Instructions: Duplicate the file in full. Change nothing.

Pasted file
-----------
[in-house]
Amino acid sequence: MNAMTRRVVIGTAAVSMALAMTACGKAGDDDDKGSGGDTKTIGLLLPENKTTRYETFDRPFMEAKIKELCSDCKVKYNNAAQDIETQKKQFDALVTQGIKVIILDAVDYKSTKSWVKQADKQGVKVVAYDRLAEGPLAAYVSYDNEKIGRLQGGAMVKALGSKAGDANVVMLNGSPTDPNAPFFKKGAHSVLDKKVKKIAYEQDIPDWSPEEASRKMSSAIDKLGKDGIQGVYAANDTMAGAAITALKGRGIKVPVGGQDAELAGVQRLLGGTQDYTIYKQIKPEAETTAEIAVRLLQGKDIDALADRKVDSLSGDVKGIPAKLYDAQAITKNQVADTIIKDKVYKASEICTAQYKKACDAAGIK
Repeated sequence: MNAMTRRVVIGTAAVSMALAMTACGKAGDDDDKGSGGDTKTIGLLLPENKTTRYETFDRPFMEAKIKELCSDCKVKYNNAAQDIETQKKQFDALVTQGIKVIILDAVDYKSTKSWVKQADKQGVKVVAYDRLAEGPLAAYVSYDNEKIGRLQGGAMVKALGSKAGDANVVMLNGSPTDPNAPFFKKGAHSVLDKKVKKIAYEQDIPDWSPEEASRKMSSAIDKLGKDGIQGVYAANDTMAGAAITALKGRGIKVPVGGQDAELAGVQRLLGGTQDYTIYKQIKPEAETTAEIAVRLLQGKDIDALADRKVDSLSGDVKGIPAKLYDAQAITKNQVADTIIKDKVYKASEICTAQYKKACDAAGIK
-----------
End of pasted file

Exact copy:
[in-house]
Amino acid sequence: MNAMTRRVVIGTAAVSMALAMTACGKAGDDDDKGSGGDTKTIGLLLPENKTTRYETFDRPFMEAKIKELCSDCKVKYNNAAQDIETQKKQFDALVTQGIKVIILDAVDYKSTKSWVKQADKQGVKVVAYDRLAEGPLAAYVSYDNEKIGRLQGGAMVKALGSKAGDANVVMLNGSPTDPNAPFFKKGAHSVLDKKVKKIAYEQDIPDWSPEEASRKMSSAIDKLGKDGIQGVYAANDTMAGAAITALKGRGIKVPVGGQDAELAGVQRLLGGTQDYTIYKQIKPEAETTAEIAVRLLQGKDIDALADRKVDSLSGDVKGIPAKLYDAQAITKNQVADTIIKDKVYKASEICTAQYKKACDAAGIK
Repeated sequence: MNAMTRRVVIGTAAVSMALAMTACGKAGDDDDKGSGGDTKTIGLLLPENKTTRYETFDRPFMEAKIKELCSDCKVKYNNAAQDIETQKKQFDALVTQGIKVIILDAVDYKSTKSWVKQADKQGVKVVAYDRLAEGPLAAYVSYDNEKIGRLQGGAMVKALGSKAGDANVVMLNGSPTDPNAPFFKKGAHSVLDKKVKKIAYEQDIPDWSPEEASRKMSSAIDKLGKDGIQGVYAANDTMAGAAITALKGRGIKVPVGGQDAELAGVQRLLGGTQDYTIYKQIKPEAETTAEIAVRLLQGKDIDALADRKVDSLSGDVKGIPAKLYDAQAITKNQVADTIIKDKVYKASEICTAQYKKACDAAGIK